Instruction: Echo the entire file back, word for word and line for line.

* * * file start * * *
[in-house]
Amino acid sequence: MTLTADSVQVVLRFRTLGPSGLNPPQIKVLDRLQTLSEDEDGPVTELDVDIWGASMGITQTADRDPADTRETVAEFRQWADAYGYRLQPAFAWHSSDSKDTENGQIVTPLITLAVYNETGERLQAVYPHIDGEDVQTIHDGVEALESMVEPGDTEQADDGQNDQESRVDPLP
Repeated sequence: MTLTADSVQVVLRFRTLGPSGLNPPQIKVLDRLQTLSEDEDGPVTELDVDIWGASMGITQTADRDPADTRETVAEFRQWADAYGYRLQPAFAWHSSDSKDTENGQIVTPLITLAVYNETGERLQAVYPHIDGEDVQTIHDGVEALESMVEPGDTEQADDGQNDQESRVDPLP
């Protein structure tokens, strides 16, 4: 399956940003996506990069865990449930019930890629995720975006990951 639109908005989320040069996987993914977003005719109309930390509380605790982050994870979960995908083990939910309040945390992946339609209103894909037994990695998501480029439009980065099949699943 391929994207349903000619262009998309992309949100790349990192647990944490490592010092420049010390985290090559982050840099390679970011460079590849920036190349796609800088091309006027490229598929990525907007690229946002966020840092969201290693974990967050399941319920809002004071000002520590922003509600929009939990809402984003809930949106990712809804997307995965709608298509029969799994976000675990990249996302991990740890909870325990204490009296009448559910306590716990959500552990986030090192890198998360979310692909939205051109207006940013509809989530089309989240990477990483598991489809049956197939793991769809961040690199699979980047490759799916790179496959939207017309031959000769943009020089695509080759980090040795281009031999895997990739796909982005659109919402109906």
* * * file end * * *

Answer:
[in-house]
Amino acid sequence: MTLTADSVQVVLRFRTLGPSGLNPPQIKVLDRLQTLSEDEDGPVTELDVDIWGASMGITQTADRDPADTRETVAEFRQWADAYGYRLQPAFAWHSSDSKDTENGQIVTPLITLAVYNETGERLQAVYPHIDGEDVQTIHDGVEALESMVEPGDTEQADDGQNDQESRVDPLP
Repeated sequence: MTLTADSVQVVLRFRTLGPSGLNPPQIKVLDRLQTLSEDEDGPVTELDVDIWGASMGITQTADRDPADTRETVAEFRQWADAYGYRLQPAFAWHSSDSKDTENGQIVTPLITLAVYNETGERLQAVYPHIDGEDVQTIHDGVEALESMVEPGDTEQADDGQNDQESRVDPLP
């Protein structure tokens, strides 16, 4: 399956940003996506990069865990449930019930890629995720975006990951 639109908005989320040069996987993914977003005719109309930390509380605790982050994870979960995908083990939910309040945390992946339609209103894909037994990695998501480029439009980065099949699943 391929994207349903000619262009998309992309949100790349990192647990944490490592010092420049010390985290090559982050840099390679970011460079590849920036190349796609800088091309006027490229598929990525907007690229946002966020840092969201290693974990967050399941319920809002004071000002520590922003509600929009939990809402984003809930949106990712809804997307995965709608298509029969799994976000675990990249996302991990740890909870325990204490009296009448559910306590716990959500552990986030090192890198998360979310692909939205051109207006940013509809989530089309989240990477990483598991489809049956197939793991769809961040690199699979980047490759799916790179496959939207017309031959000769943009020089695509080759980090040795281009031999895997990739796909982005659109919402109906």